Nobody likes to fail.
If your child does not seem interested in school, others may be inclined to label her "lazy" — she may even feel that way about herself. What presents as laziness may in fact be a learning disability. Here's how to tell the difference.
The first way to determine whether or not your child is “lazy” or “learning disabled” is to see if she is succeeding at school: if you are succeeding, why bother working hard? If this is your child, she may be avoiding more difficult work for fear that she may fail.
She may have a fixed mindset — a perception that her capabilities either exist or don’t exist, but aren’t necessarily alterable — and if she does, help her recognize the benefits of a growth mindset. Reinforce to her that failing can be a positive thing. Think about how children become good at video games — they play around with different keys and buttons until they succeed, but along the way, there is a lot of failure.
But the likelihood is, if you’re reading this article, you’re questioning whether or not your child is lazy because he is not succeeding. Once again: nobody likes to fail.
Family changes (e.g., a move) or dynamics (e.g., an overachieving sibling) can be reasons why children avoid trying and appear lazy.
These psychological reasons should not be dismissed or ignored. Support groups or talks with therapists, social workers, and counselors may be beneficial. Reading books about what your child is going through may be helpful. Magination Press specializes in books about challenging moments in a child’s life (from divorce to having a sibling with autism).
If there is no psychological reason for your child's difficulties at school, you might consider whether she has a learning disability. Below are some characteristics of students who have learning disabilities. Please note that these are not grounds for diagnosis, but they may help you recognize possible patterns:
- Avoidance of reading (and/or strict preference for comics and graphic novels)
- Significant difference between what a child can say and what she can express in writing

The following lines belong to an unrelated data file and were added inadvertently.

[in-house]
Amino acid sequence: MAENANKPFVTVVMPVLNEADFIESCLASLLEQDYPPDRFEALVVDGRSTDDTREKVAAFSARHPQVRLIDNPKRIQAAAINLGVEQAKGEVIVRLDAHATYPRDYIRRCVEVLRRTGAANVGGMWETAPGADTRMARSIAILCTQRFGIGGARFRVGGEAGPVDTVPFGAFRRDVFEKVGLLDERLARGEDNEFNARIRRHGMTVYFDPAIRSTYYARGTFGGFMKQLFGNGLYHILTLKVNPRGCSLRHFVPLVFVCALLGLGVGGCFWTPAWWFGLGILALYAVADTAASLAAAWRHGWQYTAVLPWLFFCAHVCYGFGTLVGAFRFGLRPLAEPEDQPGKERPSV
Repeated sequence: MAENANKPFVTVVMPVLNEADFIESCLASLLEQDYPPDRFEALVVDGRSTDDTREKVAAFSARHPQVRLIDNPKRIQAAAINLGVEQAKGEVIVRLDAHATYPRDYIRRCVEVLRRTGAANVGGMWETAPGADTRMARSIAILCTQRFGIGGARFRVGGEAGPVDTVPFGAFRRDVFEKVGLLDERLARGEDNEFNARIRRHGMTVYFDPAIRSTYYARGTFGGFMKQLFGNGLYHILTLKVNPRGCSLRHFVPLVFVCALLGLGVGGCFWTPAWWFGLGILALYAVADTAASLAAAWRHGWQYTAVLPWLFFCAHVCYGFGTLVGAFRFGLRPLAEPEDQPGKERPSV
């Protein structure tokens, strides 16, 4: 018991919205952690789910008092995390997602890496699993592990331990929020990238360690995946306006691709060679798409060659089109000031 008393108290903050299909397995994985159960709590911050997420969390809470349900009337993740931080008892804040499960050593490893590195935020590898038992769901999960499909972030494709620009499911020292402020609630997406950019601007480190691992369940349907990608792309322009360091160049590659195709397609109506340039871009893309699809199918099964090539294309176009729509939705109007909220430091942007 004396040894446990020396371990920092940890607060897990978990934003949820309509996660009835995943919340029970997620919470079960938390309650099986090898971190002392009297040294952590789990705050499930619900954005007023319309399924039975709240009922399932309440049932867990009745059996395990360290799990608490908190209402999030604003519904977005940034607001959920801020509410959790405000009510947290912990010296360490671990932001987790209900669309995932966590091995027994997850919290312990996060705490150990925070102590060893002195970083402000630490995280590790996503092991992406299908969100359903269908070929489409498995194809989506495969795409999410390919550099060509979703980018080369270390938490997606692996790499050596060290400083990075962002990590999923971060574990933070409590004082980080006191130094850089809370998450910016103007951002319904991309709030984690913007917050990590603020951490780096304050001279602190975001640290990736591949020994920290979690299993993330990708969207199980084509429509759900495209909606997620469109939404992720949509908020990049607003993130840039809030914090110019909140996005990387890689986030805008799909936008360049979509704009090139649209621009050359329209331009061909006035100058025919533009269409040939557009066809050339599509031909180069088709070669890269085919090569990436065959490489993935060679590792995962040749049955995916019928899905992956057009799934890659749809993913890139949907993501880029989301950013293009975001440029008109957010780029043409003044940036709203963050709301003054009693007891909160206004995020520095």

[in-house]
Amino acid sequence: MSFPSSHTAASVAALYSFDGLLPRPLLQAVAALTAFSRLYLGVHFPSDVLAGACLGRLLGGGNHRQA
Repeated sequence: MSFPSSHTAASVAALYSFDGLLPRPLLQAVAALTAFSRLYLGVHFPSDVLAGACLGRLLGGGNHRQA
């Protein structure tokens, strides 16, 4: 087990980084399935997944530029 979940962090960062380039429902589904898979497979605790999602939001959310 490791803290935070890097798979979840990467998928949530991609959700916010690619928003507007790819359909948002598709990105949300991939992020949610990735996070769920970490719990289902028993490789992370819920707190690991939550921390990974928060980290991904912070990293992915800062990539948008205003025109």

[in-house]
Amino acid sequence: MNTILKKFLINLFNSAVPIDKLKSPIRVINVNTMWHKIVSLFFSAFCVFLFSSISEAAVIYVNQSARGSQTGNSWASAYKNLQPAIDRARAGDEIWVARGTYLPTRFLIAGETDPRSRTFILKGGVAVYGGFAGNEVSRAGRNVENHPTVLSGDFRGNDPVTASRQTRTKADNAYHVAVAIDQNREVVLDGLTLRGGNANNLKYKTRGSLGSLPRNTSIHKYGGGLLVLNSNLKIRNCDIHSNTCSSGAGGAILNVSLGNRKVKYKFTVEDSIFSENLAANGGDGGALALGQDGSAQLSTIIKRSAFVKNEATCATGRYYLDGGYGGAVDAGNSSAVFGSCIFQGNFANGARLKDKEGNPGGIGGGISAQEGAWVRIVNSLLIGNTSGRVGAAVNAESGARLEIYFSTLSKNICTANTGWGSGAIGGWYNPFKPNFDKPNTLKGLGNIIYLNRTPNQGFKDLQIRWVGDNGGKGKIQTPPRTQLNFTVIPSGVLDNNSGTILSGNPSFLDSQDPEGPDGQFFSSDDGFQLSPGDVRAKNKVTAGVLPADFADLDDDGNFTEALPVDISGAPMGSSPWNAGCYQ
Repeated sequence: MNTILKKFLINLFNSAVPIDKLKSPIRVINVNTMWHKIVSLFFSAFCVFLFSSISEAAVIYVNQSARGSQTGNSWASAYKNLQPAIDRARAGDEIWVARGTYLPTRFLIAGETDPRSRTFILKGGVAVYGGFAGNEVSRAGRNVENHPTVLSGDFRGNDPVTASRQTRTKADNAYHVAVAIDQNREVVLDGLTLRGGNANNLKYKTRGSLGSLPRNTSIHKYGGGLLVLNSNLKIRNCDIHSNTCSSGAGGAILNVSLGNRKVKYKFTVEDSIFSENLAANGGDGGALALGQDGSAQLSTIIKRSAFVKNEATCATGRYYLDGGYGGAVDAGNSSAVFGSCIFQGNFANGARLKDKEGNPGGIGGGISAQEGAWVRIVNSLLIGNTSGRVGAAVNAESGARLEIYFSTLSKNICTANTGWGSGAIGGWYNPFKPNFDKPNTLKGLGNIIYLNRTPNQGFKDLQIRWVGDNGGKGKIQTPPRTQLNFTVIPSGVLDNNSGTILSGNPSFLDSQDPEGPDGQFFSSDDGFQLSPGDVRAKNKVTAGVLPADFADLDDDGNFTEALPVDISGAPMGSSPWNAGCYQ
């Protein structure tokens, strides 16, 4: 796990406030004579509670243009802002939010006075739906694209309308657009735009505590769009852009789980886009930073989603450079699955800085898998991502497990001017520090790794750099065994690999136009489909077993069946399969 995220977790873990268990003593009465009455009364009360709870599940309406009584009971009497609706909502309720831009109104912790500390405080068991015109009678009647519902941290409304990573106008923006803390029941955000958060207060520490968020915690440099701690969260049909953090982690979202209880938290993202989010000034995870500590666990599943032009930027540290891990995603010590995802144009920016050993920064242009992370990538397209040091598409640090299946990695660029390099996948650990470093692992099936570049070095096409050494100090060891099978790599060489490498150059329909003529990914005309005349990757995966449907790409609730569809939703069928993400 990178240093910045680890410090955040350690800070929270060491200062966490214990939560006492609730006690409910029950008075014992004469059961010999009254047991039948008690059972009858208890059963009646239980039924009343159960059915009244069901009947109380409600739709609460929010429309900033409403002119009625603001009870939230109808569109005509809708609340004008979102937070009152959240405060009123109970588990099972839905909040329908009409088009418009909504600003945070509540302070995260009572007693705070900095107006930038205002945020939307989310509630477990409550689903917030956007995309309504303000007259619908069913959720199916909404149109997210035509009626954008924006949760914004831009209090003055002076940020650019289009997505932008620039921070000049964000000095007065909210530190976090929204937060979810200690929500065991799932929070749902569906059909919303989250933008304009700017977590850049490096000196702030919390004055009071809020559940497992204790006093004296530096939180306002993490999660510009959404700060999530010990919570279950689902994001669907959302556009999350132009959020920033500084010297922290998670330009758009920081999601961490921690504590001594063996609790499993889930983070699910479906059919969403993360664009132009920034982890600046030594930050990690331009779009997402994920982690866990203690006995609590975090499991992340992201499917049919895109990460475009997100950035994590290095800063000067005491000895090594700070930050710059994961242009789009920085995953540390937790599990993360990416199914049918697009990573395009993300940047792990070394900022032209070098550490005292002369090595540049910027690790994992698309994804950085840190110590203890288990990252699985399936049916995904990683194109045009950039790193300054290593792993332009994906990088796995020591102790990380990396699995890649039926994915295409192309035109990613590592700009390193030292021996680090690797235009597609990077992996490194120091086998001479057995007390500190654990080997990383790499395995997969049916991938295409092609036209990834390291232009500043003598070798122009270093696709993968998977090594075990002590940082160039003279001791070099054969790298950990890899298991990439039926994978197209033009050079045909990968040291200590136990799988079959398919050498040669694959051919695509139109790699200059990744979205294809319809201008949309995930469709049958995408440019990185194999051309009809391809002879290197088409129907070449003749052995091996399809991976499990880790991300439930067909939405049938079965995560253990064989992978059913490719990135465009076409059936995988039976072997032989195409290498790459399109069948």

- Family history of academic problems
- Child’s history of missing some language milestones or reading and writing milestones
- Significant preference for one learning modality (e.g. they can only learn by touch, sight, or listening)
If you are concerned your child has a learning disability, discuss the issue with your child’s teacher. He may agree that the next step is to get a psychoeducational or neuro-educational evaluation.
If you’re wondering if your child's difficulty could be the result of both an LD and laziness, ask yourself if your perception of “laziness” is based on grades. Individuals with ADHD and learning disabilities are disproportionately CEOs and creative thinkers, but many of them did not get good grades! In school, students with learning disabilities often need to put in double the effort to accomplish half as much. Think of how disheartening that can be. Encourage your children to become good people — and here’s the hard part — value who they are as people over how they achieve in school. Studies suggest just how ingrained the achievement mindset can be. Learn how to talk to your child about having a learning disability. You can help them understand their strengths and weaknesses and how their grades may not reflect who they really are.
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Eide, B. L., & Eide, F. F. (2011). The Dyslexic Advantage: Unlocking the Hidden Potential of the Dyslexic Brain. New York, NY: Plume.
Lahey, J. (2014). Why Kids Care More About Achievement Than Helping Others. The Atlantic.
Love, D. (2011). 15 CEOs with Learning Disabilities. Business Insider.
National Center for Learning Disabilities (2012) Problem Signs: Is It LD? NCLD.
Venton, D. (2011). Q&A: The Unappreciated Benefits of Dyslexia. Wired.
West, T. (2004) The Secret of the Super Successful... They’re Dyslexic. Eye to Eye.